André Laevers cannot talk about his son without tears glistening in his eyes. After all, Lorenz was a special person, and he was barely 34 when he lost his life to ALS. "A week earlier he was still playing poker with his friends. They stood by him until his dying day and now they organize a festival in his honour every year."

    "But dad, it’ll go away. That’s what our Lo said after waking up with a stiff tongue one morning. He was young and not one to worry. But then he helped a customer in our insurance office and this man told me that Lo seemed drunk. I sent my son to the GP right away."

    "The doctor didn’t find anything. This was back in 2006. ALS was not nearly as known as it is today. In any case, I’d never heard of it. Only six months and several specialists later did we get the verdict. Lo had gone into KU Leuven neurologist Wim Robberecht’s office by himself but he was back in the hallway a minute later to ask me to come with him after all. The professor came straight to the point. He said: It’s ALS, the symptoms are only going to get worse and I have no medication to stop that."

    Lo’s speech deteriorated very quickly. "After a couple of months he had already lost the ability to speak. We communicated with an alphabet: we pointed to the letters and he blinked his eyes if it was the letter he meant."

    "It really moved us that Lo’s friends didn’t turn their backs on him when he was sick. Each Thursday they came to our house to play poker. They put the cards in Lo’s hand and he blinked his eyes to indicate if he wanted to fold, call, or bet. Lo and his friends also celebrated New Year together. When he was already in a wheelchair they went on holiday to Southern France together. In his final week Lo went to Mechelen, the city where one of his friends had opened a restaurant. He didn’t want to miss out."

    "Lo was sturdy and athletic, so we thought that he’d still be with us for a long time. But none of that makes a difference when it’s ALS. Lo became completely paralyzed. He needed constant help at home and he woke me up every night to move his legs. That was something he could no longer do himself."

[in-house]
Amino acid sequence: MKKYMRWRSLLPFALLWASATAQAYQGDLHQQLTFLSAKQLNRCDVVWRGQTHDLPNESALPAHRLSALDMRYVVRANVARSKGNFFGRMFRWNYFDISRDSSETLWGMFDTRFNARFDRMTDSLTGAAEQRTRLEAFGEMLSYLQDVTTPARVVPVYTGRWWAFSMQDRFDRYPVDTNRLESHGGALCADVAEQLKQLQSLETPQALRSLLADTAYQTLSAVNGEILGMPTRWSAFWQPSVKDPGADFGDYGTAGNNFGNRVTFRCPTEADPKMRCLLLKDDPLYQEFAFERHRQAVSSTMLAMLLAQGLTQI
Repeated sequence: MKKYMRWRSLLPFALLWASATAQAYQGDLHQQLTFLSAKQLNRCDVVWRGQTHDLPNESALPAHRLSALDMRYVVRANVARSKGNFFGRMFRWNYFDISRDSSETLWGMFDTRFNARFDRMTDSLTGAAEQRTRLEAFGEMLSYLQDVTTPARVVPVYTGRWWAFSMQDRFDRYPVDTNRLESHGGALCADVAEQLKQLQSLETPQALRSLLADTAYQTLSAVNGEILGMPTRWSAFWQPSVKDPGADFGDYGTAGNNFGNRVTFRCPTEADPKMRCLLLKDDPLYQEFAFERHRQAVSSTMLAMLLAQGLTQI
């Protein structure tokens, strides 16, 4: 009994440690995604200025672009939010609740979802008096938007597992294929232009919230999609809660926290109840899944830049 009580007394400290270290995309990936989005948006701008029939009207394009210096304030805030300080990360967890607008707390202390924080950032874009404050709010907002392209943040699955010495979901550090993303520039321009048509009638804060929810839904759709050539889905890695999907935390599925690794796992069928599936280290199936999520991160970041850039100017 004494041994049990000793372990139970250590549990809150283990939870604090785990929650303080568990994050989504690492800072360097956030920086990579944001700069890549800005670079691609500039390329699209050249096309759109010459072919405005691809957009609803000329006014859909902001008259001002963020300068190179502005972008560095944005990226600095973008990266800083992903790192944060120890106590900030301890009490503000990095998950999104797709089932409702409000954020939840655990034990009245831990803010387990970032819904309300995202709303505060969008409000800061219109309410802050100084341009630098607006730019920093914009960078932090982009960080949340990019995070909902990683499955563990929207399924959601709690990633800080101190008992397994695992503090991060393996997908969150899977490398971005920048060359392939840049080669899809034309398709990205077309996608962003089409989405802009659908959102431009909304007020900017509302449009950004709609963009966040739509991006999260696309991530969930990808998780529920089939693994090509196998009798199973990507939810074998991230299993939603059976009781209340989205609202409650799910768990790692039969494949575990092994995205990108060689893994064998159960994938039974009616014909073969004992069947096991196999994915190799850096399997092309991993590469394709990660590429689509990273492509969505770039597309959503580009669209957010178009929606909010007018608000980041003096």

"One hot day in the beginning of July, six years after the diagnosis, he started gasping for breath and we had to take him to the ER. Lo was put on a ventilator. Those first days, we thought that the doctors would be able to patch him up as usual, until Professor Robberecht made it clear to us that it wouldn’t the case this time. What do you say to your child at a moment like that? Are you in pain? He couldn’t even answer."

    Lo was sturdy and athletic, so we thought that he’d still be with us for a long time. But none of that makes a difference when it’s ALS.

    At his funeral his friends came up with the idea to organize a festival to keep Lo’s memory alive and to raise money for the Laevers Fund. "I had established this Fund three years earlier together with Leuven University Fund. I had asked Professor Robberecht if I could offer any financial help for his research into ALS. Thanks to the Laevers Fund, he was able to hire an extra researcher."

    "Ever since Lo died the Fund always receives the proceeds from the annual Lolands Festival, of which the sixth edition will take place in September. On average, 800 people come to the barbecue and in the evening thousands of people come to the performance in the big festival tent. Last year Daan gave a top performance. The sponsors enjoyed the performance in a separate VIP lounge. It’s such a great party that I always think: Lo would have loved this."

    how can you help?

    The help of donors is one of the reasons why KU Leuven doctoral student Steven Boeynaems will soon be able to start working at Stanford University. "For a long time, Stephen Hawking was the only ALS patient I knew existed. When I started working on my PhD four years ago, this changed. At the time, I was studying a specific type of DNA mutations that turned out to be relevant for ALS. I started looking into it in the lab of professors Wim Robberecht, Philip Van Damme, and Ludo Van Den Bosch."

    "Some of my most crucial experiments at KU Leuven were funded with donations made to KU Leuven for ALS research. The mutation I used to study was only discovered in 2011 but thanks to the flexible resources from the fund I could get to work almost immediately. This would never have been possible if I’d have had to apply for funding from the government, for instance, because this type of funding requires a project to be mapped out long beforehand."

    "Another advantage of resources acquired through donations is that they allow us to test preliminary ideas. Once you’ve done that, you have a better idea of which direction you have to head into and you can more easily convince the government and larger funding organizations. So I can only thank the donors, and I hope that one day I’ll be able to reward them through my research. I’ve seen too many ALS patients pass away. This has motivated me even more to spend the rest of my career working on the disease. This has become very personal."

    support als research at KU Leuven